Monday, June 13, 2016

A Little Good News

A little bit of light on a dark day:
The Surprising Problem With U.S. Manufacturing: It's Creating Too Many Jobs

An ongoing theme of our reports from “career technical” schools—like this high school in Georgia and this community college in Mississippi and these high schools and tech-training centers in California and South Carolina, and these colleges in Vermont and Maine—is that for people with appropriate training, medium-wage skilled jobs actually exist...

Job openings in manufacturing are at a 15-year high. Layoffs are at a long-term low. Wages are rising faster in manufacturing than in the economy as a whole. The unemployment rate in manufacturing is below the overall average. Please go to the item for the full presentation, but here is one of several representative charts, showing continued recovery after the crash of 2008.
I will celebrate anything that makes it more possible for Americans to find a decent job at decent wage.


Duncan Watson said...

I followed the link and was unable to find the "problem" mentioned in the headline. Did I miss something or is the "problem" something mentioned in the Bloomberg article I didn't click through for.

Just curiosity from one of your RSS readers. - Duncan

mu said...


I think I may have figured out your issue - only the first part of the article displays on initial page load. If you click "Read On +" at the end of that segment, you see:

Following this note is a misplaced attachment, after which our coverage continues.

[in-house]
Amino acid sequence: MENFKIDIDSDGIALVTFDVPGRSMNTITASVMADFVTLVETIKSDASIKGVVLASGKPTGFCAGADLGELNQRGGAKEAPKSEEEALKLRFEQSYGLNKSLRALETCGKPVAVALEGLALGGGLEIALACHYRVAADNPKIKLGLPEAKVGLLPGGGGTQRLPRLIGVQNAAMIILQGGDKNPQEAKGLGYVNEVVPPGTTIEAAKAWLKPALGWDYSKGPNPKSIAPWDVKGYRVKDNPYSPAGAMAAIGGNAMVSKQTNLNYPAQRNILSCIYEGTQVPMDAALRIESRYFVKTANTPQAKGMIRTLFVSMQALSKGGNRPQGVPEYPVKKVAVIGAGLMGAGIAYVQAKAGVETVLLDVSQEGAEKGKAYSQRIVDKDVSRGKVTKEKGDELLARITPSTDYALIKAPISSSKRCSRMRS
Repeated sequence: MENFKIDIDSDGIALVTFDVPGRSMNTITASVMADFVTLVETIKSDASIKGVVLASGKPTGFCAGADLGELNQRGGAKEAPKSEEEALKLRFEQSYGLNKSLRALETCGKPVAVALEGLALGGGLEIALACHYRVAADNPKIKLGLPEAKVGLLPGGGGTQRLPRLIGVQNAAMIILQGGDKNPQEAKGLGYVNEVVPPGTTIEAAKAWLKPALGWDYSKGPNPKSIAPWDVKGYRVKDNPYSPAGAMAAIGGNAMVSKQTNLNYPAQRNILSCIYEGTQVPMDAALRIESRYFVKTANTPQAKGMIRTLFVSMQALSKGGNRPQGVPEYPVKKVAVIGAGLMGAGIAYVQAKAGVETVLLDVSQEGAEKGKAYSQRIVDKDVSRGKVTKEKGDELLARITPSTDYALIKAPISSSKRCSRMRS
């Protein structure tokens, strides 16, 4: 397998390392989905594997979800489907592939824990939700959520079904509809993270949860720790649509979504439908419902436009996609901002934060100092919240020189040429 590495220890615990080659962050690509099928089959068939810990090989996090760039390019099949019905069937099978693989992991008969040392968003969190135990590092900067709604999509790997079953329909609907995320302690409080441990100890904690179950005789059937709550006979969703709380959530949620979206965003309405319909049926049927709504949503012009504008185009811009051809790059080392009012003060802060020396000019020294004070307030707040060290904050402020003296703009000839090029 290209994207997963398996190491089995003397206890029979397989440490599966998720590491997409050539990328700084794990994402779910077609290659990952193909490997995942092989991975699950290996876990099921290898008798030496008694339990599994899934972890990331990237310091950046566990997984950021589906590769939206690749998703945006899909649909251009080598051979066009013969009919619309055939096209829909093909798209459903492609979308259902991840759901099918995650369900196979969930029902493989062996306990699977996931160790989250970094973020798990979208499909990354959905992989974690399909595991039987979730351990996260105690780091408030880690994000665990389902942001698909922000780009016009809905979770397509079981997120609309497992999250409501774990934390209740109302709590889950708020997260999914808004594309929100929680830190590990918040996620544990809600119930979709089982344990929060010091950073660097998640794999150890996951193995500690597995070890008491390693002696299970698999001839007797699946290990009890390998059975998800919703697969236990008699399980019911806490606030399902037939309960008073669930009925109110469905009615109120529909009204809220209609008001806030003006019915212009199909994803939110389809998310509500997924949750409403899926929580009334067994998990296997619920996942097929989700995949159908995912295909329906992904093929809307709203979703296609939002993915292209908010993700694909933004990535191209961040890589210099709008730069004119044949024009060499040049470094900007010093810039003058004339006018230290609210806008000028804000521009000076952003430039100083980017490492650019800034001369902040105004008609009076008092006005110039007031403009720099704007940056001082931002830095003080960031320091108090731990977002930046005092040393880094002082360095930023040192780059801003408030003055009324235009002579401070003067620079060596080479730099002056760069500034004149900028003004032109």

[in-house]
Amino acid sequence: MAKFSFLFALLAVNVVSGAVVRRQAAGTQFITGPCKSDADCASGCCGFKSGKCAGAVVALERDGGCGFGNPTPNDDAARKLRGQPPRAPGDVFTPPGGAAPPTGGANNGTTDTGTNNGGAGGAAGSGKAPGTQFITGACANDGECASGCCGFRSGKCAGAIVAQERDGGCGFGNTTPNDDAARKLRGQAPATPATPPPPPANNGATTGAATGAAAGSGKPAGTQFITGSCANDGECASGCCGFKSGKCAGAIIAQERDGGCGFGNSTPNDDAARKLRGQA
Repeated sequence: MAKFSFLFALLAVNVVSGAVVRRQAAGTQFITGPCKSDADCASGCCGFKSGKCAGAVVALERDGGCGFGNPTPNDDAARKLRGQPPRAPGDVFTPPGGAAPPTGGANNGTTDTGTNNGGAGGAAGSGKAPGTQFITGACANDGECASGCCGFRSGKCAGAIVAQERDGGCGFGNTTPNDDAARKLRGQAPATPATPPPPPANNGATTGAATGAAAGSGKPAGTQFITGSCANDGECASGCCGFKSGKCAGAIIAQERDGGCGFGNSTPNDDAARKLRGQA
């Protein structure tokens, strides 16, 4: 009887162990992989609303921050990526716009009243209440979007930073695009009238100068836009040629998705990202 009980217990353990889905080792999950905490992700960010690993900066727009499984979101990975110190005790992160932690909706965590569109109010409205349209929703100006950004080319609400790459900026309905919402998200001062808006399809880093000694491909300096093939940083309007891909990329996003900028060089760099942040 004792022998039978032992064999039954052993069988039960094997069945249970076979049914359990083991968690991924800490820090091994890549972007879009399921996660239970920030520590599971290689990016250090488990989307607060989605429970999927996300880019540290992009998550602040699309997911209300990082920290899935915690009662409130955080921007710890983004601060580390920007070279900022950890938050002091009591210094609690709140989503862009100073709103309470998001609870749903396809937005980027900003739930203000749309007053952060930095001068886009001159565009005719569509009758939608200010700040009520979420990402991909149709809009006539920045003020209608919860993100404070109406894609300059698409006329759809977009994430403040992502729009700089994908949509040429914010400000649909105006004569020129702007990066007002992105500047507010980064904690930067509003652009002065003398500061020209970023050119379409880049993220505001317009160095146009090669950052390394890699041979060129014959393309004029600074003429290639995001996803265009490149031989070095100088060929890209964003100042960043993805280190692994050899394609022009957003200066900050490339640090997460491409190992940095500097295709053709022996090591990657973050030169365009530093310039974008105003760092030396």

"So what’s the problem? According to Sen, the growth in manufacturing employment has slowed because there are not enough people to fill the openings.

That is indeed a problem. But it is a very different kind of problem from what I take to be the general chattering-class view, and overwhelmingly the political view: that not enough Americans have manufacturing jobs, because there just aren’t enough of those jobs.

The economy is indeed finding ways to create demand few new manufacturing jobs, and that demand is pushing wages up. The next step is to prepare more people for them — again, a challenge, but a better kind of challenge than that of flat demand"

That isn't itself super specific, but I'm guessing it answers your question. For whatever reasons, there are a dearth of people qualified in skilled, manufacturing-specific trades.

Potomacker said...

With a huge grain of salt. It sounds like schools of education that always tout the everpresent demand for teachers, somewhere. Hey, the lion taming school insists that there are oodles of jobs for lion tamers.

Unknown said...

This sounds like the culmination of the plan for the after-market vocational training schools that get federal student loans. Promote American manufacturing, create a demand for manufacturing positions, advertise that you can train people to fill those spots, make a fortune from the desperate students, only 10% of which will get a job, and then you can have the corporate overlords transfer all those manufacturing jobs to 3rd world countries to increase profit margins after establishing the market for the manufactured products.

Lather rinse repeat. PROFIT!!

Duncan Watson said...

Thank you, that helped